Now that we don’t have Zenworks in the base system, we still want this cool functionality for our customers, therefore ZYpp now implements services natively.

Technically, this even allows us to offer hotfixes to L3 supported customers on the fly: the system is marked on the server side as being hotfixed, and an extra temporary repository with the PTF (Problem Temporary Fix) packages is added to this system list of repositories.

Usecase #3: Dynamic repository collections

You are a build service user, and you have an account, and of course you have a list of watched projects you are interested to. What if you could keep your system repositores in sync with your watched project list.

Or what if the build service could offer a service based on keywords or other data: like would contain dynamically the 15 most popular repositories. You add that service, and then ZYpp does the work for you of adding new popular repositories, and remove the old ones.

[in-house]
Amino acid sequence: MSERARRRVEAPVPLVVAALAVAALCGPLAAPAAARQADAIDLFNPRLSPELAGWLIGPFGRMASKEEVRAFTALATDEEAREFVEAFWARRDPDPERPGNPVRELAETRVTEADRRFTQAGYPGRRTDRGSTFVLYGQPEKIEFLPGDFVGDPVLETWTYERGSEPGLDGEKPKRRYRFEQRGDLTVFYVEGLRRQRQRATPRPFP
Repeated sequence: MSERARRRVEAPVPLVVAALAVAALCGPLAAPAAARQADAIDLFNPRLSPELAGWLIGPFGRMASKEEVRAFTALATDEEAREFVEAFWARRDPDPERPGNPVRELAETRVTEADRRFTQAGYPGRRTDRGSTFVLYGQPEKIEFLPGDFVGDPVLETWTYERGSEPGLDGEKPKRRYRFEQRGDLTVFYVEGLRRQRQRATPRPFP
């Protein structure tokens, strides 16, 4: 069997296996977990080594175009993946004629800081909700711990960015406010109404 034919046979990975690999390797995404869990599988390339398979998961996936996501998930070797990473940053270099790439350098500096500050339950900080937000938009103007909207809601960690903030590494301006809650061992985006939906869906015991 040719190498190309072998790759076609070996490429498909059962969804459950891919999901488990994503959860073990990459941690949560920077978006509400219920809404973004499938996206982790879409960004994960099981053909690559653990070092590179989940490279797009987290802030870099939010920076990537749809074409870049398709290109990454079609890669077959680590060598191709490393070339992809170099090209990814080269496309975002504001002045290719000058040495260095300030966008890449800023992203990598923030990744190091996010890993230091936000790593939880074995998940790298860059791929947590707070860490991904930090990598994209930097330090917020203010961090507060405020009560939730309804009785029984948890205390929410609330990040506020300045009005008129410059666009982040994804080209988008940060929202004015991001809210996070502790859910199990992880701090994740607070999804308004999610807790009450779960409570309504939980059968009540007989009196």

Usecase #4: Collect openSUSE core repos in one service

Some people prefer to keep and maintain the distros core repos within one local service rather than managing the repos individually. Since version 14.21.0 libzypp supports a simple form of variable replacement within a repoindex.xml file, which makes this even easier.

To use a local RIS service create a directory /somewhere on your disk (or accessible via http, nfs, etc.) and create the file ./repo/repoindex.xml inside. A repoindex.xml for openSUSE Leap 15.1 might look like this:

<repoindex          ttl="0"

  <repo url="%{disturl}/distribution/%{distsub}%{distver}/repo/oss"
                 name="%{alias} (%{distver})"

  <repo url="%{disturl}/distribution/%{distsub}%{distver}/repo/non-oss"
                 name="%{alias} (%{distver})"

  <repo url="%{disturl}/update/%{distsub}%{distver}/oss"
                 name="%{alias} (%{distver})"

  <repo url="%{disturl}/update/%{distsub}%{distver}/non-oss"
                 name="%{alias} (%{distver})"

  <repo url="%{disturl}/debug/distribution/%{distsub}%{distver}/repo/oss"
                 name="%{alias} (%{distver})"

  <repo url="%{disturl}/debug/distribution/%{distsub}%{distver}/repo/oss"
                 name="%{alias} (%{distver})"

  <repo url="%{disturl}/source/distribution/%{distsub}%{distver}/repo/oss"